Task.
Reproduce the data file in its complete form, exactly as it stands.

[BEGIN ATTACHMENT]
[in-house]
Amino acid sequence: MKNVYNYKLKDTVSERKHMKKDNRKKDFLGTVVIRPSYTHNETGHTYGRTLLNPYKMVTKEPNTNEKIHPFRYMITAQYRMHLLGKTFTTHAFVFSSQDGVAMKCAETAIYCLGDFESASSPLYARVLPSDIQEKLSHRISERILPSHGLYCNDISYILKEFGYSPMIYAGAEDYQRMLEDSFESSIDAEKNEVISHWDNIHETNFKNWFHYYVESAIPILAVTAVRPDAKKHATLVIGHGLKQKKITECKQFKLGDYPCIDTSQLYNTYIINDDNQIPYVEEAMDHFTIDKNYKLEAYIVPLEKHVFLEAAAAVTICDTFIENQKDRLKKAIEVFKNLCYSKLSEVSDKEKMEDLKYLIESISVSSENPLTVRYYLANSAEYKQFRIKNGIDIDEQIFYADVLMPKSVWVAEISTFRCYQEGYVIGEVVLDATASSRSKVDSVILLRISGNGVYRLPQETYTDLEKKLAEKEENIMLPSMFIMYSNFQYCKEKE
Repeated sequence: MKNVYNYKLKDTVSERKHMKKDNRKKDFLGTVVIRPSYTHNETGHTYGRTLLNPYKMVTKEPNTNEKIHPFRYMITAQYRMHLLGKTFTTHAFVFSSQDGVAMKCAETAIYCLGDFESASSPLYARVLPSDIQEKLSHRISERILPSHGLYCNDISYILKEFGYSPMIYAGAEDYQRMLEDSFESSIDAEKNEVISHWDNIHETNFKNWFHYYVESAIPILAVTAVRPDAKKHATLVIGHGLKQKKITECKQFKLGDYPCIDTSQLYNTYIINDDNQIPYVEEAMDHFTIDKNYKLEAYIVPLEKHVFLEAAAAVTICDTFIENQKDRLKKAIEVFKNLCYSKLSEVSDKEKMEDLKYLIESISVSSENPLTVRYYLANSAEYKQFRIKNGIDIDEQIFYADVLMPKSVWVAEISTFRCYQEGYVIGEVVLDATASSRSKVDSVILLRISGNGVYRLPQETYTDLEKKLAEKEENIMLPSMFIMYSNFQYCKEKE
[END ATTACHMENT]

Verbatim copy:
[in-house]
Amino acid sequence: MKNVYNYKLKDTVSERKHMKKDNRKKDFLGTVVIRPSYTHNETGHTYGRTLLNPYKMVTKEPNTNEKIHPFRYMITAQYRMHLLGKTFTTHAFVFSSQDGVAMKCAETAIYCLGDFESASSPLYARVLPSDIQEKLSHRISERILPSHGLYCNDISYILKEFGYSPMIYAGAEDYQRMLEDSFESSIDAEKNEVISHWDNIHETNFKNWFHYYVESAIPILAVTAVRPDAKKHATLVIGHGLKQKKITECKQFKLGDYPCIDTSQLYNTYIINDDNQIPYVEEAMDHFTIDKNYKLEAYIVPLEKHVFLEAAAAVTICDTFIENQKDRLKKAIEVFKNLCYSKLSEVSDKEKMEDLKYLIESISVSSENPLTVRYYLANSAEYKQFRIKNGIDIDEQIFYADVLMPKSVWVAEISTFRCYQEGYVIGEVVLDATASSRSKVDSVILLRISGNGVYRLPQETYTDLEKKLAEKEENIMLPSMFIMYSNFQYCKEKE
Repeated sequence: MKNVYNYKLKDTVSERKHMKKDNRKKDFLGTVVIRPSYTHNETGHTYGRTLLNPYKMVTKEPNTNEKIHPFRYMITAQYRMHLLGKTFTTHAFVFSSQDGVAMKCAETAIYCLGDFESASSPLYARVLPSDIQEKLSHRISERILPSHGLYCNDISYILKEFGYSPMIYAGAEDYQRMLEDSFESSIDAEKNEVISHWDNIHETNFKNWFHYYVESAIPILAVTAVRPDAKKHATLVIGHGLKQKKITECKQFKLGDYPCIDTSQLYNTYIINDDNQIPYVEEAMDHFTIDKNYKLEAYIVPLEKHVFLEAAAAVTICDTFIENQKDRLKKAIEVFKNLCYSKLSEVSDKEKMEDLKYLIESISVSSENPLTVRYYLANSAEYKQFRIKNGIDIDEQIFYADVLMPKSVWVAEISTFRCYQEGYVIGEVVLDATASSRSKVDSVILLRISGNGVYRLPQETYTDLEKKLAEKEENIMLPSMFIMYSNFQYCKEKE